· Will review homework and other projects with parents on the day they are assigned

Self Image

Goal: Explore and resolve issues related to self image

· Discuss life events that led to and/or reinforce a negative self image during weekly therapy

· Use positive self talk daily

· Exercise daily (or _____ times per week)

· Drop _____ pounds

· Report feeling more positive about self and abilities

· Return to school and work on getting _____ (degree/diploma/GED)

· Change jobs to one that…(offers more pay and/or better suits skill set)

· Openly discuss issues relating to sexuality and become comfortable with sexual identity

· Explore spirituality and the role it plays in the meaning and purpose of life

· Engage in volunteer work and/or other meaningful activity at least three hours each week

Sleep Problems

Goal: Get 7-8 hours of restful sleep each night

· Limit consumption of food and drinks before bed

· Limit intake of caffeine (coffee, tea, soda) and chocolate after _____ (noon meal)

· Cut back on things that may impede normal sleep patterns (e.g., alcohol and some medications)

· Be in bed by _____ each night

· Have 30 minutes of quiet time before going to bed each night (e.g., read, meditate)

· Avoid overly stimulating shows/movies/video games before bedtime

· Avoid watching TV and chatting on the phone while in bed

· If not asleep in 20 minutes, get up and do something for a bit, rather than try to force sleep

· Leave a paper and pen to write worries down instead of ruminating on them

· Learn best practices for sleep (cooler room, limit caffeine, calming time before bed)

· Listen to relaxation/meditation music to aid falling asleep


Social Skills

Goal: Improve social skills

· Speak in a clear and concise way so others fully understand him/her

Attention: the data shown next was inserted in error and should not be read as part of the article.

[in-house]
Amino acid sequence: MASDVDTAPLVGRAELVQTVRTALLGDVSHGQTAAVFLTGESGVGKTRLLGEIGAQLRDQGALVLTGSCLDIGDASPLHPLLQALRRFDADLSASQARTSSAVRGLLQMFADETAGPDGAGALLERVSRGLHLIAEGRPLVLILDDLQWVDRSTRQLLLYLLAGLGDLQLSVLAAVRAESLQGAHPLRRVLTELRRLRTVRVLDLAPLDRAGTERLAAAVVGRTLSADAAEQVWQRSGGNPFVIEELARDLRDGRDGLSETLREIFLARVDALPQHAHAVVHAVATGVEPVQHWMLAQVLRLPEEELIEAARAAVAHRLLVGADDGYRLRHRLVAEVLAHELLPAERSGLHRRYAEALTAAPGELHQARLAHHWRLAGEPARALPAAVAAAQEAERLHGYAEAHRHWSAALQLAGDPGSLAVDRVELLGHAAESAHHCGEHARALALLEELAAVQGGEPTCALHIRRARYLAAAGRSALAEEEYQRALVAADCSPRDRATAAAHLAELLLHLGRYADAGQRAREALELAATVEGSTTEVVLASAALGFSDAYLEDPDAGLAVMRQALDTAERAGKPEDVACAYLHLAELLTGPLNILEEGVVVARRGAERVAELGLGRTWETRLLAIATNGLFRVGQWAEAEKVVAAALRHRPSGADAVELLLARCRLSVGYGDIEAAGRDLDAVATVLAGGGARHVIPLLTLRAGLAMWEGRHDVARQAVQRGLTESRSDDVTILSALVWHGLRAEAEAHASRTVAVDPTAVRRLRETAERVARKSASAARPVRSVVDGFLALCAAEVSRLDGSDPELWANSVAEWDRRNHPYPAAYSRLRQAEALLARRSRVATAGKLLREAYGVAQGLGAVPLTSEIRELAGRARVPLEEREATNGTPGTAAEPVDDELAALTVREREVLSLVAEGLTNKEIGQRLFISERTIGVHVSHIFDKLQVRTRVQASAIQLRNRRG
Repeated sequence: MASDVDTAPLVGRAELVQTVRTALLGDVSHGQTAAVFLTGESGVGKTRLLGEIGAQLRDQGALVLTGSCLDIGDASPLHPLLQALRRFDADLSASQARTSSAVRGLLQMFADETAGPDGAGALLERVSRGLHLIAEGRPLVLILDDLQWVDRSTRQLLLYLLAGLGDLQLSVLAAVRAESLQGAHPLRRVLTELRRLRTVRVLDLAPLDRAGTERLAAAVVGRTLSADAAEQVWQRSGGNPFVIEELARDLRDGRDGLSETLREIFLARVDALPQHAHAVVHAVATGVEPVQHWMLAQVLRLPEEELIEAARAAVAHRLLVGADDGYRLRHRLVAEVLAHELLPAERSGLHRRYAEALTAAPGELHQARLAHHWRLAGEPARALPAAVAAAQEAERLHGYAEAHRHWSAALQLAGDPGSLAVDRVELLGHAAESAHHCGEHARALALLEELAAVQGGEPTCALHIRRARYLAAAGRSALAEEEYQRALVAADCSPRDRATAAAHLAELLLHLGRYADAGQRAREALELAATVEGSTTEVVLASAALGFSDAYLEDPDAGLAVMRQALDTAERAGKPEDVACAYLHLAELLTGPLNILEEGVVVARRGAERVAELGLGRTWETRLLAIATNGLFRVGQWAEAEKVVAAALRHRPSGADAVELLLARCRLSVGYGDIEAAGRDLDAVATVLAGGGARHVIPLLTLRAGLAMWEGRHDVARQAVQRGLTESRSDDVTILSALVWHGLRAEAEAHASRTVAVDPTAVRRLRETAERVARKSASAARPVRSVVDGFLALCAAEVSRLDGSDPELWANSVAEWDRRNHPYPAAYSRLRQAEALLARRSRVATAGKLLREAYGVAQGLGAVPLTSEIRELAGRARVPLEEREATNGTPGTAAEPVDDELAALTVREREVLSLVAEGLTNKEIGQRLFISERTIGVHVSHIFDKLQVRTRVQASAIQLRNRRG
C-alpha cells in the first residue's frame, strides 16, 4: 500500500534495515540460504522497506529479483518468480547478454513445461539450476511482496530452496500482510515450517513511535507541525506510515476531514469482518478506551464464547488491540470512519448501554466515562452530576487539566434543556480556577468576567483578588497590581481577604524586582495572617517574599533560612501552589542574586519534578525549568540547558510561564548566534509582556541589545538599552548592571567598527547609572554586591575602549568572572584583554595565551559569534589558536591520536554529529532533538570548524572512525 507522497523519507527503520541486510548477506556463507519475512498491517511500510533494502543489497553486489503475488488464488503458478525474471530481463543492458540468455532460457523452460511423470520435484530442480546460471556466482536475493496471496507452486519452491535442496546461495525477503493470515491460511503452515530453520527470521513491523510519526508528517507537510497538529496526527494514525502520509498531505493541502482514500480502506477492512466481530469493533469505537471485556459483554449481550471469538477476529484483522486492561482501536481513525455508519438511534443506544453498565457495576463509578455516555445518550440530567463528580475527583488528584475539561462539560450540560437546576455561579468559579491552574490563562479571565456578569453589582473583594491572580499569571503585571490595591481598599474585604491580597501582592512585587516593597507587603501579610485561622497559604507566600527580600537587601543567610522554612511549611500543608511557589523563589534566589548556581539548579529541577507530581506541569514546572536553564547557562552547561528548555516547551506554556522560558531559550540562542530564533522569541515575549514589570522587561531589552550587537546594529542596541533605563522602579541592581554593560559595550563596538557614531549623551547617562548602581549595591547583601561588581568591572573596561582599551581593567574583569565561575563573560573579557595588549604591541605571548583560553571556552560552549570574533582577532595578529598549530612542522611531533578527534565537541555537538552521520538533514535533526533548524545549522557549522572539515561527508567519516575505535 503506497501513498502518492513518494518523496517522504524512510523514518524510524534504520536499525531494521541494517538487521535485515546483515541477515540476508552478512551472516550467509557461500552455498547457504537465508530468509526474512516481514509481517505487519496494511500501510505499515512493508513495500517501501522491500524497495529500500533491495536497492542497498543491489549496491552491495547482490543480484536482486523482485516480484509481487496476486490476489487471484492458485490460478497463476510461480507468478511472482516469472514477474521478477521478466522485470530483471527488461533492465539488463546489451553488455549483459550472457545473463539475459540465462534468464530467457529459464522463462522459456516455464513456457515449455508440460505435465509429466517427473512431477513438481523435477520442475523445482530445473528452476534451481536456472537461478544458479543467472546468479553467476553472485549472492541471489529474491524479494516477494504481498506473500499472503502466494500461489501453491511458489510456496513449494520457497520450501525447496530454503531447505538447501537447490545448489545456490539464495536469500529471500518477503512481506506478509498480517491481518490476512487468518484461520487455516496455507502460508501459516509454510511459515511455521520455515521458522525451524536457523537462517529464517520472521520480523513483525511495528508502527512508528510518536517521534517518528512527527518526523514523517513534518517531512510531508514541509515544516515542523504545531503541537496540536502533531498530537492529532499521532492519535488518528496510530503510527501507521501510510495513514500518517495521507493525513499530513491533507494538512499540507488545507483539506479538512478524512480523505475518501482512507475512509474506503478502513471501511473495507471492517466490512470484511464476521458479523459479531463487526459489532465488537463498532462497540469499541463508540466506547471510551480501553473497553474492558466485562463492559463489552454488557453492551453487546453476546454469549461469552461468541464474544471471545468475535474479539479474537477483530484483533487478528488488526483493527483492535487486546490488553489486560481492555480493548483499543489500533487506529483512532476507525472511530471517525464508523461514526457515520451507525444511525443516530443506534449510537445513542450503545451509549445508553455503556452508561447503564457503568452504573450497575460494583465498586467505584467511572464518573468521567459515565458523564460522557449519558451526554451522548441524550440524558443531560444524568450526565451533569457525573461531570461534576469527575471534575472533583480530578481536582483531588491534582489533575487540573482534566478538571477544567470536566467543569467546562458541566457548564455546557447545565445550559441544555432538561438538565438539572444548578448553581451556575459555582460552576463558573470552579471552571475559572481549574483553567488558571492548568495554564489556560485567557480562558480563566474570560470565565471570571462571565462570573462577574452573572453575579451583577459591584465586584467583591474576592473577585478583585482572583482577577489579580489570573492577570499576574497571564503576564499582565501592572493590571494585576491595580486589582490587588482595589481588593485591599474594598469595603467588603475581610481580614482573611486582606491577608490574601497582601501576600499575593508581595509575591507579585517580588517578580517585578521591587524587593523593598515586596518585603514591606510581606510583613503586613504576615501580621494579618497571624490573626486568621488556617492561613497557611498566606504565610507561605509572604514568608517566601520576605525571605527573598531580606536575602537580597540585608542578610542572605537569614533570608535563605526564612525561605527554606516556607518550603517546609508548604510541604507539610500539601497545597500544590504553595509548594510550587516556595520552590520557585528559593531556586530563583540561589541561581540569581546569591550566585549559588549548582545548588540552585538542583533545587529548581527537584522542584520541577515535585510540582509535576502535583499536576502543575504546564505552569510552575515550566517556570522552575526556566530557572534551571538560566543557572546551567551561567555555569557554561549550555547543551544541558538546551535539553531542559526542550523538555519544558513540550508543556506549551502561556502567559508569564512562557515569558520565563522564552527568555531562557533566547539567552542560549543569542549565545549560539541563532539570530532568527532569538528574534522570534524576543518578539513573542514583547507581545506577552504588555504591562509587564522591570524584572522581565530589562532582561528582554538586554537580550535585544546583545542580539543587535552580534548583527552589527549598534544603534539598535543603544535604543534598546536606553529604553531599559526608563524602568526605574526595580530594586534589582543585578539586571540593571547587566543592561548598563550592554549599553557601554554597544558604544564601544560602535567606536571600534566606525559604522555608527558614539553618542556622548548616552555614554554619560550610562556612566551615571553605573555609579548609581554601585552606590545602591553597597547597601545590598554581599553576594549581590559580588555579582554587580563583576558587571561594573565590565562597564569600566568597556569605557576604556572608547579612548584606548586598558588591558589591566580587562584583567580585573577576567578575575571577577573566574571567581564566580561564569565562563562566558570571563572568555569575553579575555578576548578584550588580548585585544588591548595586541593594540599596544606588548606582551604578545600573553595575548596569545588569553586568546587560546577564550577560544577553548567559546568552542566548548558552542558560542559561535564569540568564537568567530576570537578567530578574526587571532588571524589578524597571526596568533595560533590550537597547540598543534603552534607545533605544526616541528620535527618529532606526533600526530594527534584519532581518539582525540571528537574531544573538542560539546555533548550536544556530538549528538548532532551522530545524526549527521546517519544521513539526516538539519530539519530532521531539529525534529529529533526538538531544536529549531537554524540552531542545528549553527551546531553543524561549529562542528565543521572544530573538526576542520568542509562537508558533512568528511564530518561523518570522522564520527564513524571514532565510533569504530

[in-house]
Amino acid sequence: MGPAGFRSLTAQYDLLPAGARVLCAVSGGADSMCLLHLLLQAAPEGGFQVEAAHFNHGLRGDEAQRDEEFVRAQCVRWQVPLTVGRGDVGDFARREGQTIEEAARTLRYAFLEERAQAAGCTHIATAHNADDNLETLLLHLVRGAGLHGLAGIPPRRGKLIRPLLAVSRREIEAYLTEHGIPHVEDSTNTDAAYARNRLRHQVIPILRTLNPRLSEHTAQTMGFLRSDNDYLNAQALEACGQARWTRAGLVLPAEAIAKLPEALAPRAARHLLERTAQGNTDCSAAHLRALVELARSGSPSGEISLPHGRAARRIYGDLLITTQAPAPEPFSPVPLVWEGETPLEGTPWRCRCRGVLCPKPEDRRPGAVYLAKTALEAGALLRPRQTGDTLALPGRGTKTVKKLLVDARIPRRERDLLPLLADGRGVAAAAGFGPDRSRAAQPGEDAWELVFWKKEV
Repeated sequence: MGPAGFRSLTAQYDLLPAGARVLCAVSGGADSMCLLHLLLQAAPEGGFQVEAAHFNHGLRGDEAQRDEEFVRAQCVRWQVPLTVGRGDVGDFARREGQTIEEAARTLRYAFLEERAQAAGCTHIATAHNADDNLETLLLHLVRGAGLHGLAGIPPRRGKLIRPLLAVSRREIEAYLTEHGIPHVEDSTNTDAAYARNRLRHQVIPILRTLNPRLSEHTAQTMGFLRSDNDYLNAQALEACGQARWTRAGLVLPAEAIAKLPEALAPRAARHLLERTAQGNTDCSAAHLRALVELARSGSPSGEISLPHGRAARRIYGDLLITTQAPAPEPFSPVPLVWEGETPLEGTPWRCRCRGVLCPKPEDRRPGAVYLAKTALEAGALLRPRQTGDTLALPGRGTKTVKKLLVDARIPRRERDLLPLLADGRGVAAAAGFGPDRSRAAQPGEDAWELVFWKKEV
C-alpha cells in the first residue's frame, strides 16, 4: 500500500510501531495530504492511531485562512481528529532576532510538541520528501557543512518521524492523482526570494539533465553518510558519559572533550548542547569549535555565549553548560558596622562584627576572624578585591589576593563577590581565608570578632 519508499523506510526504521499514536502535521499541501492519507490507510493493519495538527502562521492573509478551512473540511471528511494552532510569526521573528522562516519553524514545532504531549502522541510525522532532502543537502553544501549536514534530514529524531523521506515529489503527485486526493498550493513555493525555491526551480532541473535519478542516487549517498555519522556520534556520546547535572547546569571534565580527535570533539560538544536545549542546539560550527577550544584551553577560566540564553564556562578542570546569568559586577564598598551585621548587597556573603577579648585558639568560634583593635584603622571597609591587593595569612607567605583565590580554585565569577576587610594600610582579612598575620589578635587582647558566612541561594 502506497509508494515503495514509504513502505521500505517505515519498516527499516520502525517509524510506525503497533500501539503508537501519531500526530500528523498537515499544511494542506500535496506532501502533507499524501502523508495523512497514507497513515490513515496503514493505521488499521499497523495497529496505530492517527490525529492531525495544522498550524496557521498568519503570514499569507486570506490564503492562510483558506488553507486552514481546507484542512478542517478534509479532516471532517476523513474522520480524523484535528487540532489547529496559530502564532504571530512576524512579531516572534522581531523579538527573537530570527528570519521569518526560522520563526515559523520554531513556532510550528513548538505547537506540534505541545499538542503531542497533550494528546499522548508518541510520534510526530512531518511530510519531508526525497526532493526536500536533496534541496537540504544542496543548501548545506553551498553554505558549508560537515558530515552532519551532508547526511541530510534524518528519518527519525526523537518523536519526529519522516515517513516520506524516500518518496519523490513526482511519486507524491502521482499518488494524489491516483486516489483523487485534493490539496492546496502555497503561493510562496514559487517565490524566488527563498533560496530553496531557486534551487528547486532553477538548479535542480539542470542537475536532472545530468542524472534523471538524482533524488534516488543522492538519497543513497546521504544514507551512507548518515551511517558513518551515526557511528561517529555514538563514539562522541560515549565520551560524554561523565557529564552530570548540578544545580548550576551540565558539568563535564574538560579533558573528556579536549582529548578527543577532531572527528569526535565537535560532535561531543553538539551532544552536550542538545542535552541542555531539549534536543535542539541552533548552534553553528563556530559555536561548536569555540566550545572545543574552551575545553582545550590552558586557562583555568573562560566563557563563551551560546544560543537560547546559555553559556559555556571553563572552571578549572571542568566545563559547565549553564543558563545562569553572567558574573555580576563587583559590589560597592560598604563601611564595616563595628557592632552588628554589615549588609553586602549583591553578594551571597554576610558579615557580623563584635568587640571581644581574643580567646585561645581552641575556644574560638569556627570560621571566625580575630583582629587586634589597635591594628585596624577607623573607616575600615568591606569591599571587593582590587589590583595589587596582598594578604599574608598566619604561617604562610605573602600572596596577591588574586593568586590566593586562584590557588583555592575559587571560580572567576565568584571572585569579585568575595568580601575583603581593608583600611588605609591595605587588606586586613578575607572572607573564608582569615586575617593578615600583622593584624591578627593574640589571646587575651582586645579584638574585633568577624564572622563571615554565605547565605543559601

· Learn to express feelings verbally without acting out

· Make a new same-age friend

· Spend two hours playing with peers each week

Stress

Goal: Be able to cope with routine life stressors and take things in stride

· Assess personal risk traits and resiliency traits and discuss the role each plays in coping with daily stresses during the time between therapy sessions

· Learn two ways to manage frustration in a positive manner

· Get 7-8 hours of restful sleep every night

· Talk out routine stress events during weekly therapy sessions

· Explore and resolve residual stress from ____ (e.g., years as a first responder)

· Foster two new activities/interests that will help mitigate stress

· Exercise 20-30 minutes per day

· Learn and use meditation and relaxation techniques daily

Suicide

Goal: Be free of suicidal thoughts/attempts

· Explore and resolve stress from ____

· Call crisis hotline if having suicidal thoughts

· Develop a crisis plan and share it with key people

· Remove weapons from the home [and other means]

· List three emergency contacts who will be able to stay with you till a crisis passes

Thought Disorder

Goal: Improve ability to see world as others do

· Be free of false perceptions and [see/hear/smell/feel] things as others do

· Be free of false beliefs

· Be free of thoughts that others are out to get you

· Spend 2-3 hours each week visiting with others

· Visit the clubhouse and/or the consumer drop-in-center each week

· Report feeling comfortable spending time with others


Trauma

Goal: Explore and resolve issues related to ____ (traumatic event)

· Explore and resolve residual stress from ____ (e.g., years as a first responder)

· Share details of the trauma with therapist, as able to do so

· Reframe negative perceptions, when possible, and focus on finding meaning and drawing strength from the event

· Learn about typical long term/residual effects of traumatic life experiences

· Explore spirituality and the role it plays in life after traumatic events

· Learn about the typical 2-7 year process of rebuilding life after trauma

Vocational/Educational

Goal: Find a new job, or Keep present job, or Re-enter the work force

· Earn G.E.D.

· Explore options for returning to school/training

· Become an active member of a local clubhouse

· Complete college/technical school